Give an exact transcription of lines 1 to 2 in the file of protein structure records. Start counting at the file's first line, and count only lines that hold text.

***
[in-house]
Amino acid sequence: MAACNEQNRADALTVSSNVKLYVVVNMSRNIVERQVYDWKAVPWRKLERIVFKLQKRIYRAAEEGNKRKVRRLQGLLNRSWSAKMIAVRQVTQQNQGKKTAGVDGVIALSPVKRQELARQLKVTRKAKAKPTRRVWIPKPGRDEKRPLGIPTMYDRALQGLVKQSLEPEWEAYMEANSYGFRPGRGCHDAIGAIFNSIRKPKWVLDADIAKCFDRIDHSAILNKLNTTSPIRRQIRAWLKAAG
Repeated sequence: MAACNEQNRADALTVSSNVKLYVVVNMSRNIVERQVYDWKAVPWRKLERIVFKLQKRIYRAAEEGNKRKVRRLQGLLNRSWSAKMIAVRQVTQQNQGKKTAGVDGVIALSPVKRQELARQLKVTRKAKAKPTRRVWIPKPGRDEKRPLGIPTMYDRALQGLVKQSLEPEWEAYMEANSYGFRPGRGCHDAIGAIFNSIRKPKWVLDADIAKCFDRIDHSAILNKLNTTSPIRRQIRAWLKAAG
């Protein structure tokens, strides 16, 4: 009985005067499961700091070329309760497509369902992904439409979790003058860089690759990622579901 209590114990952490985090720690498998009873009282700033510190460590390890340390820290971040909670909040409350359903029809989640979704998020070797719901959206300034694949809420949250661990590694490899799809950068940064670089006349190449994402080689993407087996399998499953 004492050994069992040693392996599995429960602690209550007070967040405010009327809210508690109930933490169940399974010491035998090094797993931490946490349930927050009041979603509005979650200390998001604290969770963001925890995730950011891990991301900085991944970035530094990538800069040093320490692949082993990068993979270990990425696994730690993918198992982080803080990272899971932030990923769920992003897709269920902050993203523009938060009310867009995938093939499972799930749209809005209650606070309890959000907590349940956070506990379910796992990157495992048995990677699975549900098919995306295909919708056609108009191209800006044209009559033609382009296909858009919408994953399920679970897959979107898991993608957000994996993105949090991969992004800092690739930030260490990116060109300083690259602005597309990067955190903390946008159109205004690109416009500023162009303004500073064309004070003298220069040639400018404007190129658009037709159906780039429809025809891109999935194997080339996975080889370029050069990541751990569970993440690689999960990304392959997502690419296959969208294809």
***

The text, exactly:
[in-house]
Amino acid sequence: MAACNEQNRADALTVSSNVKLYVVVNMSRNIVERQVYDWKAVPWRKLERIVFKLQKRIYRAAEEGNKRKVRRLQGLLNRSWSAKMIAVRQVTQQNQGKKTAGVDGVIALSPVKRQELARQLKVTRKAKAKPTRRVWIPKPGRDEKRPLGIPTMYDRALQGLVKQSLEPEWEAYMEANSYGFRPGRGCHDAIGAIFNSIRKPKWVLDADIAKCFDRIDHSAILNKLNTTSPIRRQIRAWLKAAG